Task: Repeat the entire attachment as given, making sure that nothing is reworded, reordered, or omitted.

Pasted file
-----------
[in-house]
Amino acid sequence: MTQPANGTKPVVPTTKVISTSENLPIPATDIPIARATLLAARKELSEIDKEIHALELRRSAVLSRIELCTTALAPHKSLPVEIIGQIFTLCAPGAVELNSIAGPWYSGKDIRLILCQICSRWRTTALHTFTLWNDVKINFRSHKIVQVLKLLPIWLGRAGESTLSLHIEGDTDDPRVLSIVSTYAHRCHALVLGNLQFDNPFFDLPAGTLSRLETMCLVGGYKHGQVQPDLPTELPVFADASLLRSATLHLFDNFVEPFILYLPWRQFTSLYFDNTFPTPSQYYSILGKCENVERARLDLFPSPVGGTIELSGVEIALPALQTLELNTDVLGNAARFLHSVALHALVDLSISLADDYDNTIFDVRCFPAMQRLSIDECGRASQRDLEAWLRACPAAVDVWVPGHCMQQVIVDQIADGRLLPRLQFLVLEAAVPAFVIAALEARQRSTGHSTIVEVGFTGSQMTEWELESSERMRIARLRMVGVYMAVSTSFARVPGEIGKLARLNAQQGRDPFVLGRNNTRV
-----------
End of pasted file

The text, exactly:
[in-house]
Amino acid sequence: MTQPANGTKPVVPTTKVISTSENLPIPATDIPIARATLLAARKELSEIDKEIHALELRRSAVLSRIELCTTALAPHKSLPVEIIGQIFTLCAPGAVELNSIAGPWYSGKDIRLILCQICSRWRTTALHTFTLWNDVKINFRSHKIVQVLKLLPIWLGRAGESTLSLHIEGDTDDPRVLSIVSTYAHRCHALVLGNLQFDNPFFDLPAGTLSRLETMCLVGGYKHGQVQPDLPTELPVFADASLLRSATLHLFDNFVEPFILYLPWRQFTSLYFDNTFPTPSQYYSILGKCENVERARLDLFPSPVGGTIELSGVEIALPALQTLELNTDVLGNAARFLHSVALHALVDLSISLADDYDNTIFDVRCFPAMQRLSIDECGRASQRDLEAWLRACPAAVDVWVPGHCMQQVIVDQIADGRLLPRLQFLVLEAAVPAFVIAALEARQRSTGHSTIVEVGFTGSQMTEWELESSERMRIARLRMVGVYMAVSTSFARVPGEIGKLARLNAQQGRDPFVLGRNNTRV